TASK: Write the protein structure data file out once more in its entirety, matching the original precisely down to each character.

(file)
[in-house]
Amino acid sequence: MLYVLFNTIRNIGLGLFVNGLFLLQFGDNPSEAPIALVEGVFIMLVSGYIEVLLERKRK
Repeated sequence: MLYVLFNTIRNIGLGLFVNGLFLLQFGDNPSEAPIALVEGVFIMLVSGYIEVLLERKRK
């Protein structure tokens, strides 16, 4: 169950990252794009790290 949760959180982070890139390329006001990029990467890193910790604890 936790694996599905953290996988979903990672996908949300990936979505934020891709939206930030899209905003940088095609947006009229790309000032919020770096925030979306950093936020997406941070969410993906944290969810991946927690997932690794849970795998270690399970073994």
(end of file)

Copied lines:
[in-house]
Amino acid sequence: MLYVLFNTIRNIGLGLFVNGLFLLQFGDNPSEAPIALVEGVFIMLVSGYIEVLLERKRK
Repeated sequence: MLYVLFNTIRNIGLGLFVNGLFLLQFGDNPSEAPIALVEGVFIMLVSGYIEVLLERKRK
């Protein structure tokens, strides 16, 4: 169950990252794009790290 949760959180982070890139390329006001990029990467890193910790604890 936790694996599905953290996988979903990672996908949300990936979505934020891709939206930030899209905003940088095609947006009229790309000032919020770096925030979306950093936020997406941070969410993906944290969810991946927690997932690794849970795998270690399970073994």